June 8, 2013 in Blog

Live Review: Cancer Bats, Gacy’s Threads @ Stiff Kitten, Belfast

The Stiff Kitten is rammed to the rafters with sweat, tattoos and beards; Cancer Bats are back in Belfast.

Gacy’s Threads are the main support, receiving a heroes welcome from their hometown crowd. Gacy’s produce a barrage of chaotic metal; intense, dark and relentless and the crowd lap it up – a vicious circle pit, limbs flailing, it’s all a bit mental. But it’s controlled chaos as vocalist Aaron Vance has the crowd in the palm of his hands while genuinely humbled and appreciative of the response. Once the sentimentality is out of the way, Aaron jumps off stage into the middle of the pit, growling into the mic while being shoved from all angles.

Watching Gacy’s Threads is a pure adrenaline rush akin to watching a horror movie, and there’s no more fitting soundtrack than their own music. One of the best bands Belfast’s produced in years.

If Gacy’s Threads are an awesome B-movie, Cancer Bats are on the hardcore A-list, currently touring in support of their new record, ‘Dead Set on Living’.

Blasting through several songs without stopping for breath, Liam’s a kinetic ball of rage, roaring from one side of the stage to the other, drums pounding and guitars riffing mercilessly creating a groove-laden slab of noise. Eventually stopping for a breather, they seem genuinely pleased to be back in Belfast; even the weather hasn’t dampened their spirits (“we weren’t sure we were in the right town earlier but then it started raining!”). Each song’s greeted by roars of approval, stage divers and crowd-surfers (including one big fella who seems to enjoy squashing folk half his size while kicking them in the head with his desert boots). Highlights of the set include Lucifer’s Rocking Chair and Shillelagh (see video), dedicated to everyone who saw them supporting Gallows in Auntie Annie’s all those years ago.

After informing the crowd there will be no encore (boo) as they’d rather listen to a little R Kelly and hang out with fans after the show (yay), they blow the roof off with their cover of the Beastie Boys’ Sabotage, before closing the set to rapturous approval with the title track from second album, Hail Destroyer. Lights on, and to the dulcet tones of R Kelly (yes, really), Liam and the boys come off stage, chat, party and take photos with their fans.

Cancer Bats are the kings of hardcore with a punk rock ethos; they’re one of the hardest working bands on the planet but you can tell they love it, they’ve mastered the art of making heavy metal fun. It’s something a lot of bands forget, it’s alright to have fun, y’know. Tonight was fun.

February 8, 2013 in Blog

Album Review: Pure Love – Anthems

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As the front-man of Gallows, Frank Carter was the poster boy for a disenchanted, pissed-off generation full of anger, hatred and rage. How times change, eh? Pure Love’s first single, Bury My Bones, opens with the line, “I’m so sick of singing about hate, it’s never gonna make a change!” setting the scene for Carter’s new project alongside Jim Carroll Of The Hope Conspiracy.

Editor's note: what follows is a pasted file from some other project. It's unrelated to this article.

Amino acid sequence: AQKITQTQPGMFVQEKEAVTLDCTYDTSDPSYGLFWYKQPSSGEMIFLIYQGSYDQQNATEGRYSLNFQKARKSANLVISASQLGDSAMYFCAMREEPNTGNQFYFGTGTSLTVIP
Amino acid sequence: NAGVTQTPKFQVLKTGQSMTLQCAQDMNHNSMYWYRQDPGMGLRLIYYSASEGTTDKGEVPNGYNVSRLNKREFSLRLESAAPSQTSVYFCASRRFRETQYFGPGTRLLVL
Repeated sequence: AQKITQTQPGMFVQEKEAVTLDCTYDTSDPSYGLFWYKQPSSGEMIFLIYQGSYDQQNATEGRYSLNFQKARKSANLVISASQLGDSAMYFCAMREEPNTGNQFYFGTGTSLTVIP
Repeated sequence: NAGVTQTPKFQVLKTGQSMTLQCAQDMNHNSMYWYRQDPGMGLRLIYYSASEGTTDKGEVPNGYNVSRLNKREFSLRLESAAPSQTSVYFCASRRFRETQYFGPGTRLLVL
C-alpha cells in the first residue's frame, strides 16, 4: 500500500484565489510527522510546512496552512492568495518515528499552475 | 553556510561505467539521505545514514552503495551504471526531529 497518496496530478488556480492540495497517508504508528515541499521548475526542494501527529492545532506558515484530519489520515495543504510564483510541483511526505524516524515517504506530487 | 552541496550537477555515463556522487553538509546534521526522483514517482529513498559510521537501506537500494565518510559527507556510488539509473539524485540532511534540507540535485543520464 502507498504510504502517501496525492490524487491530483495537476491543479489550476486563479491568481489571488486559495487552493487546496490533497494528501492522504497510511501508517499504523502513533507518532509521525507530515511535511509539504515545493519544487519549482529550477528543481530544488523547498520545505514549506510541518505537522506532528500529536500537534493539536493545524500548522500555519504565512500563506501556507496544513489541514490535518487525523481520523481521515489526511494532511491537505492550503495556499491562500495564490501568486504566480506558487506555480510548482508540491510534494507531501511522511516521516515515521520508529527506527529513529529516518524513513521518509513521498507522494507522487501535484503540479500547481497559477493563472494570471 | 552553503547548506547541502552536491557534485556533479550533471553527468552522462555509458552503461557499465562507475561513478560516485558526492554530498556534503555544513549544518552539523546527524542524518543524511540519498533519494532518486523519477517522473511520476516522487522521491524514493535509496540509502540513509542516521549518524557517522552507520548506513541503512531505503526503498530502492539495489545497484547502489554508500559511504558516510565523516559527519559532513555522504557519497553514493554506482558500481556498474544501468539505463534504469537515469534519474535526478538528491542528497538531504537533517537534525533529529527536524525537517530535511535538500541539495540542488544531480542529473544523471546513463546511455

Anthems is a bold title for any album, but it’s appropriate in this instance. This record’s been written to make mainstream waves; songs crafted for stadiums. Or at least, that was the intention. In doing so, they’ve summoned the spirit of brit-pop – opener, She (Makes The Devil Run Through Me) echoes Oasis’ D’You Know What I Mean, while Beach Of Diamonds wouldn’t have been out of place on a Dodgy or Shed Seven album. That’s not actually a bad thing, as it has a way of worming into your head (especially the “Dive in, dive in” refrain), while Bury My Bones is a contender for single of the year.

Although the vibe running through the album is stark contrast to anything Gallows produced, Carter harks back lyrically to Orchestra Of Wolves in Handsome Devil’s Club, asking for “a good girl, the kind that wants to please / down on her knees”. At least he stops short of asking her to wash his cum off her fucking face this time around.

While the more upbeat tracks are killer, there’s an awful lot of filler. Dreary numbers like Heavy Kind Of Chain and Burning Love are instantly forgettable, even worse, March of The Pilgrims hears Frank doing his best Bono impression and failing.

It’s difficult to sum up this album because it’s so far removed from what you would expect from these two. Old-school indie with a Gallagher-esque British swagger, there’s also a bit of rock-opera era Green Day, The Darkness and U2 thrown in for good measure. Frank’s obviously happier now as positivity flows through these songs but maybe that’s why there’s a bit of a spark missing.

We don’t love Pure Love but we like them – it’s not ground-breaking, it’s a bit cheesy and there’s some muddled ideas but there’s also some cracking tunes that deserve to be blasting from your radio this summer.